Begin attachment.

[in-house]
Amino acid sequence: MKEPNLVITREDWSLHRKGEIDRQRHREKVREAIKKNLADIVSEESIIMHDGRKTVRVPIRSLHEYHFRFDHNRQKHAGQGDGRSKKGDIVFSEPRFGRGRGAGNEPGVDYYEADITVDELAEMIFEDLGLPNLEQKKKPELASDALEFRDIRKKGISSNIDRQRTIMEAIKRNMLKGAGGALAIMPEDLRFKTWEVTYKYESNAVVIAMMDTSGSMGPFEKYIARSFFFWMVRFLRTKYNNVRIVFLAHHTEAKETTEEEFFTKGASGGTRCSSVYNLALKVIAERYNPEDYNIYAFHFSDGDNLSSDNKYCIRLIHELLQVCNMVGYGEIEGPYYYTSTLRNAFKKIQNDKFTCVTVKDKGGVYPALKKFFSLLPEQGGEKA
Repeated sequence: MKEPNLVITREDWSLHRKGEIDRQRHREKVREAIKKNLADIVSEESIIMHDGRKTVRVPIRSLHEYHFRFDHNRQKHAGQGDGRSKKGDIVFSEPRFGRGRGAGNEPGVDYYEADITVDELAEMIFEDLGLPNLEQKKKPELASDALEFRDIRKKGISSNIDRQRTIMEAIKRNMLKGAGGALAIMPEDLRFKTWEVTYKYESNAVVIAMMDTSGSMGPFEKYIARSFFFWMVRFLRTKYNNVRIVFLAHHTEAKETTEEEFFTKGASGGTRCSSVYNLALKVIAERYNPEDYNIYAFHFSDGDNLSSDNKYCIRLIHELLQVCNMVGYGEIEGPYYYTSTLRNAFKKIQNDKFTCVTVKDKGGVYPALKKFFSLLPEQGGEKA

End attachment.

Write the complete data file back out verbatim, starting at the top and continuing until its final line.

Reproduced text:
[in-house]
Amino acid sequence: MKEPNLVITREDWSLHRKGEIDRQRHREKVREAIKKNLADIVSEESIIMHDGRKTVRVPIRSLHEYHFRFDHNRQKHAGQGDGRSKKGDIVFSEPRFGRGRGAGNEPGVDYYEADITVDELAEMIFEDLGLPNLEQKKKPELASDALEFRDIRKKGISSNIDRQRTIMEAIKRNMLKGAGGALAIMPEDLRFKTWEVTYKYESNAVVIAMMDTSGSMGPFEKYIARSFFFWMVRFLRTKYNNVRIVFLAHHTEAKETTEEEFFTKGASGGTRCSSVYNLALKVIAERYNPEDYNIYAFHFSDGDNLSSDNKYCIRLIHELLQVCNMVGYGEIEGPYYYTSTLRNAFKKIQNDKFTCVTVKDKGGVYPALKKFFSLLPEQGGEKA
Repeated sequence: MKEPNLVITREDWSLHRKGEIDRQRHREKVREAIKKNLADIVSEESIIMHDGRKTVRVPIRSLHEYHFRFDHNRQKHAGQGDGRSKKGDIVFSEPRFGRGRGAGNEPGVDYYEADITVDELAEMIFEDLGLPNLEQKKKPELASDALEFRDIRKKGISSNIDRQRTIMEAIKRNMLKGAGGALAIMPEDLRFKTWEVTYKYESNAVVIAMMDTSGSMGPFEKYIARSFFFWMVRFLRTKYNNVRIVFLAHHTEAKETTEEEFFTKGASGGTRCSSVYNLALKVIAERYNPEDYNIYAFHFSDGDNLSSDNKYCIRLIHELLQVCNMVGYGEIEGPYYYTSTLRNAFKKIQNDKFTCVTVKDKGGVYPALKKFFSLLPEQGGEKA